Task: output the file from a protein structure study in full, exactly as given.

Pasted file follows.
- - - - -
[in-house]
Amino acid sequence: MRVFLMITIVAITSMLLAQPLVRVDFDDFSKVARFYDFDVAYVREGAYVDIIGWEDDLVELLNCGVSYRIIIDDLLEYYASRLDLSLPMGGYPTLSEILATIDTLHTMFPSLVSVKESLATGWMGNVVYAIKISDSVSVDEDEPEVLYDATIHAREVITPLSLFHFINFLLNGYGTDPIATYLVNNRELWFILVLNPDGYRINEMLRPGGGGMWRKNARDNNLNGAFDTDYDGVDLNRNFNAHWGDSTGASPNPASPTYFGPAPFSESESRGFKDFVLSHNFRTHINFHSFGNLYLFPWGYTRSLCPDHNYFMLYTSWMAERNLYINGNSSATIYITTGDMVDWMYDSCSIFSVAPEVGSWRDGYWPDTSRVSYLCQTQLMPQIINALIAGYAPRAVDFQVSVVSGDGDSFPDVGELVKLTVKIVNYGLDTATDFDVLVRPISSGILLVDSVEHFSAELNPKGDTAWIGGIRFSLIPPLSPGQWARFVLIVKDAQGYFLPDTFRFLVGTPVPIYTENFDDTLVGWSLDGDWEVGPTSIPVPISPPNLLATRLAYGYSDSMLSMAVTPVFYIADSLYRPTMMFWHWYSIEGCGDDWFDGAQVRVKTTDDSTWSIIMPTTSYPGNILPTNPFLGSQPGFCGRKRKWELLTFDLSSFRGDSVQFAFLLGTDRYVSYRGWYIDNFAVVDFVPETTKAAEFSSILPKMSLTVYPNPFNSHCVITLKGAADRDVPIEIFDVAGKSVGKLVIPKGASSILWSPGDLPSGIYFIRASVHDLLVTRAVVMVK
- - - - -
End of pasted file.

[in-house]
Amino acid sequence: MRVFLMITIVAITSMLLAQPLVRVDFDDFSKVARFYDFDVAYVREGAYVDIIGWEDDLVELLNCGVSYRIIIDDLLEYYASRLDLSLPMGGYPTLSEILATIDTLHTMFPSLVSVKESLATGWMGNVVYAIKISDSVSVDEDEPEVLYDATIHAREVITPLSLFHFINFLLNGYGTDPIATYLVNNRELWFILVLNPDGYRINEMLRPGGGGMWRKNARDNNLNGAFDTDYDGVDLNRNFNAHWGDSTGASPNPASPTYFGPAPFSESESRGFKDFVLSHNFRTHINFHSFGNLYLFPWGYTRSLCPDHNYFMLYTSWMAERNLYINGNSSATIYITTGDMVDWMYDSCSIFSVAPEVGSWRDGYWPDTSRVSYLCQTQLMPQIINALIAGYAPRAVDFQVSVVSGDGDSFPDVGELVKLTVKIVNYGLDTATDFDVLVRPISSGILLVDSVEHFSAELNPKGDTAWIGGIRFSLIPPLSPGQWARFVLIVKDAQGYFLPDTFRFLVGTPVPIYTENFDDTLVGWSLDGDWEVGPTSIPVPISPPNLLATRLAYGYSDSMLSMAVTPVFYIADSLYRPTMMFWHWYSIEGCGDDWFDGAQVRVKTTDDSTWSIIMPTTSYPGNILPTNPFLGSQPGFCGRKRKWELLTFDLSSFRGDSVQFAFLLGTDRYVSYRGWYIDNFAVVDFVPETTKAAEFSSILPKMSLTVYPNPFNSHCVITLKGAADRDVPIEIFDVAGKSVGKLVIPKGASSILWSPGDLPSGIYFIRASVHDLLVTRAVVMVK